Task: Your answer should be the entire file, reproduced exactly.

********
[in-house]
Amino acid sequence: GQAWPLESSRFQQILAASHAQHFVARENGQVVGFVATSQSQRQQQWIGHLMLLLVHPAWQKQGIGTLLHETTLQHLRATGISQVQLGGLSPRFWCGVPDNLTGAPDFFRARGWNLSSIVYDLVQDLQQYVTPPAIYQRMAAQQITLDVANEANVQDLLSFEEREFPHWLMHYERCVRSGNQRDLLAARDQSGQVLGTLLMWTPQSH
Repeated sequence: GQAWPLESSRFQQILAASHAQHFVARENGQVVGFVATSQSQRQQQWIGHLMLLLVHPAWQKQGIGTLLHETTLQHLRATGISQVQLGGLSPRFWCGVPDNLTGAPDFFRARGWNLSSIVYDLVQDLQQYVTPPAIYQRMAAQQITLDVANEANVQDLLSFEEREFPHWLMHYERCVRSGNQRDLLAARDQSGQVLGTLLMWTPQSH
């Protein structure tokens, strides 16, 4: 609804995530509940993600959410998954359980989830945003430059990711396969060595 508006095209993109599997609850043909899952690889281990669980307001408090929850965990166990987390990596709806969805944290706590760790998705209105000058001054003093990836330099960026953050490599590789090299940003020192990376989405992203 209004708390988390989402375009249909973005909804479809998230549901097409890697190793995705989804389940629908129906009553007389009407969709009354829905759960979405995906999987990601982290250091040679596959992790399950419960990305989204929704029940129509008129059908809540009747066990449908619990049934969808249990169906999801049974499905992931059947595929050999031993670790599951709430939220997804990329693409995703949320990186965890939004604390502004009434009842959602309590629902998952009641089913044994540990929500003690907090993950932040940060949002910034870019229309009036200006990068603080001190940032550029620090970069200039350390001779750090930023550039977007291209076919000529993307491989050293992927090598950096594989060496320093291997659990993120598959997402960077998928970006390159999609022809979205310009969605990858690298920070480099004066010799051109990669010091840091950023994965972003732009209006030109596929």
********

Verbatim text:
[in-house]
Amino acid sequence: GQAWPLESSRFQQILAASHAQHFVARENGQVVGFVATSQSQRQQQWIGHLMLLLVHPAWQKQGIGTLLHETTLQHLRATGISQVQLGGLSPRFWCGVPDNLTGAPDFFRARGWNLSSIVYDLVQDLQQYVTPPAIYQRMAAQQITLDVANEANVQDLLSFEEREFPHWLMHYERCVRSGNQRDLLAARDQSGQVLGTLLMWTPQSH
Repeated sequence: GQAWPLESSRFQQILAASHAQHFVARENGQVVGFVATSQSQRQQQWIGHLMLLLVHPAWQKQGIGTLLHETTLQHLRATGISQVQLGGLSPRFWCGVPDNLTGAPDFFRARGWNLSSIVYDLVQDLQQYVTPPAIYQRMAAQQITLDVANEANVQDLLSFEEREFPHWLMHYERCVRSGNQRDLLAARDQSGQVLGTLLMWTPQSH
């Protein structure tokens, strides 16, 4: 609804995530509940993600959410998954359980989830945003430059990711396969060595 508006095209993109599997609850043909899952690889281990669980307001408090929850965990166990987390990596709806969805944290706590760790998705209105000058001054003093990836330099960026953050490599590789090299940003020192990376989405992203 209004708390988390989402375009249909973005909804479809998230549901097409890697190793995705989804389940629908129906009553007389009407969709009354829905759960979405995906999987990601982290250091040679596959992790399950419960990305989204929704029940129509008129059908809540009747066990449908619990049934969808249990169906999801049974499905992931059947595929050999031993670790599951709430939220997804990329693409995703949320990186965890939004604390502004009434009842959602309590629902998952009641089913044994540990929500003690907090993950932040940060949002910034870019229309009036200006990068603080001190940032550029620090970069200039350390001779750090930023550039977007291209076919000529993307491989050293992927090598950096594989060496320093291997659990993120598959997402960077998928970006390159999609022809979205310009969605990858690298920070480099004066010799051109990669010091840091950023994965972003732009209006030109596929």